Dr. Jekyll and Mr. Hyde. Time and time again, it’s the comparison that kept occurring to me as I played Gran Turismo 5 on my PS3. The fruit of years – and years of development, Sony’s Forza-killer was finally bestowed upon us this November. Befitting its immense gestation period, the game is a mix of out-dated user interfaces and standard cars and tracks, a sublime driving engine, and incredible detail on some of the newer premium cars. Originally targeted at Forza Motorsport 2, it came out after Forza 3, and it plays like something in between the two.
Polyphony, the game’s developer, went for the bulk approach here in order to clear the 1,000-car mark. Everyone begins the game with standard cars. I began the game with a ‘93 Silvia, whose wheels I couldn’t change, whose interior I could not view, and whose engine I could not turbocharge. It felt straight out of GT2, let alone GT5. It’s not actually until you move up to the premium cars that the game’s 2009 and 2010 development years are apparent.
Those premium cars are styled beautifully, with incredible attention to detail. Assume the cockpit view, and, if you’ve got a 1080P plasma HDTV, it’s as close as you can get to the real thing for under $100.
It’s much the same with other aspects of the game. The game’s user interface is so cluttered with tiny buttons, it harkens to an Acura’s center stack from the earlier parts of this decade. The execution is similarly lacking. Tap “cancel” to leave GT (career) mode, for example, and you don’t actually leave GT mode. You get to a red button, which you must hit again in order to leave GT mode. It wouldn’t be so bad, were it not for the fact that you actually have to leave GT mode to collect the prizes you win during career races! Meanwhile, I’ve never seen a game whose interface is so ridiculous that developers actually have to provide a zoom feature for users to decipher all of the buttons.
The online play provides more dismal results. Back in Forza 2’s heyday, I could download the fastest posted lap with a given car on a given track and try to chase it in order to better myself. Forza 3 later, and GT’s online mode is limited to some generic racing. Great. Though we shan’t enter into a PSNet vs. Xbox live discussion, suffice it to say online mode trailed Forza 2 and is left in the dust by Forza 3.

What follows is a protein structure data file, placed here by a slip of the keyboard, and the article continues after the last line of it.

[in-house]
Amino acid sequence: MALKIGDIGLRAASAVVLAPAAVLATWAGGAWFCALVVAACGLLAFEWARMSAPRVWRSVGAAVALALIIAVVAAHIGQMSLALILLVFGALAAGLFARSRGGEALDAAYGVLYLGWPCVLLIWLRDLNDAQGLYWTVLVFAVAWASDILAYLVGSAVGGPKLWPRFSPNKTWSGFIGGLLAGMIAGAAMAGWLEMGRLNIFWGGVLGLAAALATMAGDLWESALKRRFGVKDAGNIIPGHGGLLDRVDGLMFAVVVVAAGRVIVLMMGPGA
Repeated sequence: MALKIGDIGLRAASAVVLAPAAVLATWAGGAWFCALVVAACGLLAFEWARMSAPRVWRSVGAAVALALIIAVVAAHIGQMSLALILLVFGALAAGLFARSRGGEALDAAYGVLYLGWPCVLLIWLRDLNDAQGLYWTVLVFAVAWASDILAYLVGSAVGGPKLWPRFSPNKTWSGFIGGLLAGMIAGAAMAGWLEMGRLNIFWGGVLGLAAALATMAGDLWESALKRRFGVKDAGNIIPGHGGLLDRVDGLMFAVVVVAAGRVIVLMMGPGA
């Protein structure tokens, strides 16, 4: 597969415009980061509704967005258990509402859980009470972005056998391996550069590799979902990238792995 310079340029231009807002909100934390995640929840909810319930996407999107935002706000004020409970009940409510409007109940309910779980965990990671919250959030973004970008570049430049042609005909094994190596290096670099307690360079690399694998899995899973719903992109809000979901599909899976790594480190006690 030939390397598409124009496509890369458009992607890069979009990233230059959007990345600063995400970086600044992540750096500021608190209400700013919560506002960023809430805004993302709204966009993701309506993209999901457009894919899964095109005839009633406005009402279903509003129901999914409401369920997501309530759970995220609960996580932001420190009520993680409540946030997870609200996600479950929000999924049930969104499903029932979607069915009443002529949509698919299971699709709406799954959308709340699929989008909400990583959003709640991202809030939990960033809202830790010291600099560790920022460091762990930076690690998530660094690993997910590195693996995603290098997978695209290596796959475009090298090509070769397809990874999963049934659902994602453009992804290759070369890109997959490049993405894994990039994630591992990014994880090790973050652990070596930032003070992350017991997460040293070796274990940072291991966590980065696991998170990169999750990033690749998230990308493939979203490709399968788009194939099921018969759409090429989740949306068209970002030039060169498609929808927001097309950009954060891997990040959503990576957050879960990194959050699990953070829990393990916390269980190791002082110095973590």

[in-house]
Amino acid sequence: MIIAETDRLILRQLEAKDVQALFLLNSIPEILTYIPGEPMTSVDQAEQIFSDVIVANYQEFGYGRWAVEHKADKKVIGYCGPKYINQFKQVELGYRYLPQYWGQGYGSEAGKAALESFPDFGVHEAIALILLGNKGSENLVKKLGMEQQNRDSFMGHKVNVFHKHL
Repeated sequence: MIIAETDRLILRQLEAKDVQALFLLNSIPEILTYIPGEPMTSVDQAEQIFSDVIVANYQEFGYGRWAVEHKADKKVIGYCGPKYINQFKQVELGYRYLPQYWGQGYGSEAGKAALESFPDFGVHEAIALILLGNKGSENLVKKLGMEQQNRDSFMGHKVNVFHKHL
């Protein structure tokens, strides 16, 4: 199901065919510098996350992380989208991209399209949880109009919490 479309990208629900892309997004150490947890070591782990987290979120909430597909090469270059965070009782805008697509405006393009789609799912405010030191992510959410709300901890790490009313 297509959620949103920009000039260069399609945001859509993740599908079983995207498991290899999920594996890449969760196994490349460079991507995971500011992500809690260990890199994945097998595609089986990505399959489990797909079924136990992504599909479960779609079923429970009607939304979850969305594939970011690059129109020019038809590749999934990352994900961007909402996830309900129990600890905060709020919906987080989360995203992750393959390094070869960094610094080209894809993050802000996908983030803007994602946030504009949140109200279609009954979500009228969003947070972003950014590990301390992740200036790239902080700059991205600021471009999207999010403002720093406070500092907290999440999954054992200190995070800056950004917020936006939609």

Finally, the customization options are the most lacking of all. Standard cars can be upgraded, but only with non-branded generic parts such as “High RPM Turbocharger” or “Supercharger”. Most pathetic of all: you can’t upgrade your brakes. Ever. So forget about six-piston Brembos like in Forza 3 (or 2, for that matter). Of course, licensing items costs money and takes time, but let’s not forget this game’s been eons in the making.
The tracks, like the cars, are definitely two-tiered, with some getting and incredible treatment and offering picturesque views while others offer what could only be called “2D Mania”.
So what’s the Dr. Jekyll to all of the Dr. Jekyll above? Two things: Pure racing and special events.
GT5’s driving engine remains sublime, on-par or better with Forza’s depending on who you ask. This game incorporates all kinds of racing – from the extreme (snow, dirt, weather changes, night racing, drifting, NASCAR to the zany (driving a VW Bus around the Top Gear airfield) to the traditional (flinging a Ferrari around Rome) to the downright cool (testing AMG’s at Mercedes’ home track). And every single mode of driving is phenomenal.
Drive a NASCAR car and you can feel the strange mix of the car’s heaviness and its gradually increasing fickleness as you pick up speed. Drive a VW Bus and you’re almost nervous about tip-over.Your controller with rumble with the torque steer of a juiced up FWD car, and your rear will break loose as you’d expect if you gun it too early upon exit. Brake too hard while turning and say hello to lift oversteer at the rear.There’s no Need For Speed-style fantasy physics here, it’s all the real deal.
Unfortunately, even the game’s best aspects were not immune to the pervasive issues that plague the rest of the game. The damage modelling is mostly cosmetic and ineffectual. The GT mode is a grind, involving racing and re-racing the same tracks over and over again to level up, to get better and bigger parts. And of course, the AI is as deficient as its always been in the series. Take the lead on it, stay on the driving line and it may never actually pass you, no matter how slow you’re going.
It’s tough to know what to make of GT5. Every single time it pleases with an exquisitely delivered race, you know Mr. Hyde lurks in the shadows – lo and behold, here’s an eternal loading screen then dizzying array of buttons and Japanese elevator music. It’s the only game I can describe as both immensely frustrating and immensely satisfying at the same time.